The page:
Friday, February 3, 2012

Forgotten Novels: The Rogue by Richard Sale

Richard Sale has been called “the Dumas of the pulps,” because he’s said to have written over 400 stories, in addition to the eleven novels published in book form.

I don’t know who coined that Dumas phrase, and don’t know if that person was aware of “The Rogue,” but this is where Sale really gets his Dumas on. The homage to The Three Musketeers is obvious - and extensive - resulting in a great historical adventure novel.

Publishers take note: As far as I know, this is the only Sale novel never collected in book form, and it’s high time it happened. The story ran as a 5-part serial in Argosy, from June 11 to July 9, 1938, making it a tough get for Sale fans today.

The Rogue of the story is John Hamilton, second son of a wealthy Virginia family, who’s built a reputation as a quick blade and an ardent lover. It’s 1781, and the War of the Revolution has gone along pretty much without him. But now Cornwallis is holed up at Yorktown, and George Washington and his French allies are gearing up for a siege that could end the war. And John Hamilton, the Rogue, finds himself in possession of the battle plans that win - or lose - the whole shebang.

Early on, Hamilton teams up with a long-nosed French agent named Du Maurier, who fills the role of the three musketeers. Du Maurier, like d’Artagnan is a proud Gascon, and Hamilton - lo and behold - learned his swordsmanship from a Gascon master, so the two hit it off famously. The role of the evil but lovely Milady de Winter is played by a female viper and British agent called Milady Desmond.

Then come the plot parallels. Early in The Three Musketeers, d’Artagnan has a tussle with one the Cardinal’s agents, and spends the rest the rest of the book itching for a showdown. Same thing here, with Hamilton repeatedly crossing swords with a cunning British spy. One long sequence in Musketeers finds the four friends (and their servants) riding across France take a message to Lord Buckingham in London. Each time they’re attacked by the Cardinal’s guards, someone is wounded or purposely stays behind as a rearguard. In “The Rogue,” our two friends (and their servants), in the company of a coonskin-capped frontiersman, race across Virginia to deliver the battle plans to Lafayette, with British agents picking them off one at a time.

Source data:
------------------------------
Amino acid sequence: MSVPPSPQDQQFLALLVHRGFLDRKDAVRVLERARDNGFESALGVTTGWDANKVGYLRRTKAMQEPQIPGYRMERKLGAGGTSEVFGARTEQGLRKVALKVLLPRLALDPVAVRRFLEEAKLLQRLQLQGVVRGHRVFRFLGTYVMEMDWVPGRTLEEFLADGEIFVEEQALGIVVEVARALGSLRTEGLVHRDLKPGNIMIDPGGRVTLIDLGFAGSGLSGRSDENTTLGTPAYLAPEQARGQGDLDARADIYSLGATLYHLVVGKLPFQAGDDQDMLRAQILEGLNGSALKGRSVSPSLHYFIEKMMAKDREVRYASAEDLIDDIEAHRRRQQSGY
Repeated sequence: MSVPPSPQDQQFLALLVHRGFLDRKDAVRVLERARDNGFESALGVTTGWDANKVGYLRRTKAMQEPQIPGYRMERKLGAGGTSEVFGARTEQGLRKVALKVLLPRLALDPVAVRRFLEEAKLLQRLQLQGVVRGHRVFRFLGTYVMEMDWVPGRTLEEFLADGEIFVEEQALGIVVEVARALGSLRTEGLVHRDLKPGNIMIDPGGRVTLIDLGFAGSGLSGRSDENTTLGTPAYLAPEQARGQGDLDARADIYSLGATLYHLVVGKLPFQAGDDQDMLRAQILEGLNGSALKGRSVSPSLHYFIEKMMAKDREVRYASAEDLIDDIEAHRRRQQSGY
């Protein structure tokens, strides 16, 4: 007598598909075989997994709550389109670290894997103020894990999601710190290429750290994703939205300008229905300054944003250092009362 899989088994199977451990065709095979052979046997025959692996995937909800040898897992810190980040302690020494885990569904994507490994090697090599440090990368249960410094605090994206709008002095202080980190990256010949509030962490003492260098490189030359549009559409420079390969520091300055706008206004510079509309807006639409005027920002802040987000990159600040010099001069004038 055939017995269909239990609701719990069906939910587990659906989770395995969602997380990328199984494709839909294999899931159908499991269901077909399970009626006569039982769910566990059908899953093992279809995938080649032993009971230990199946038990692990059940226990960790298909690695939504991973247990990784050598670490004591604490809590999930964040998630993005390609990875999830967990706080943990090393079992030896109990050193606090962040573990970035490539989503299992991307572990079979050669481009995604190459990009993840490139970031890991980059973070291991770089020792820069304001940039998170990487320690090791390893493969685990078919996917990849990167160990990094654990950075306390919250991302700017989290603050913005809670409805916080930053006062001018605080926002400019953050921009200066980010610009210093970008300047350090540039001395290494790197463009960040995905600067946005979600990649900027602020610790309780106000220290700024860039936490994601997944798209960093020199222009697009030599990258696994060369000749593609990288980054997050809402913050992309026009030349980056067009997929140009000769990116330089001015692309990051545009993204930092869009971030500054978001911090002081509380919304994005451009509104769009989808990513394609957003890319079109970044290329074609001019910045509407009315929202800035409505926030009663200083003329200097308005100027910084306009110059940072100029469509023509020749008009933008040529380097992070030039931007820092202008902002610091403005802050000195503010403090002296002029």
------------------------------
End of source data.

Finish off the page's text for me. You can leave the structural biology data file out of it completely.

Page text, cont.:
Well, guess what? The plans get through and the American/French forces prevail. But you knew that already. The fun of the “The Rogue” is seeing how Hamilton & friends - and pulpmeister Richard Sale - contrive to pull it off.

For reviews of Sale’s earlier novels, two complete pulp stories, and other cool Sale stuff, click HERE.

And for this week’s fine lineup of other Forgotten Books, visit pattinase.


Charles Gramlich said...

You know, that's probably something I'd enjoy. I've never read anything by Sale.

Anonymous said...

Cool! Looks like one I'd enjoy for sure.

Deka Black said...

Seems a pretty good version ^^

ASnd... you made me think about the huge amount of american remakes of french films. I thinlk this could be a very early example.

George said...

You can't go wrong with anything written by Richard Sale!

Monte Herridge said...

Richard Sale is an excellent writer. Just read stories from two of his series that appeared in Detective Fiction Weekly - the Candid Jones series (19 stories), and the Daffy Dill series (59 stories). Hopefully they will be gathered into books collecting the series stories.

elcastillo said...

Great blog man! Visiting from Mexico. I love pulps as well and wanted to know a way to blog about the mags without been completely spoiler of the story.

The way you write about them gave me some light in this conundrum.

Thanks and keep the great pulps reviews going!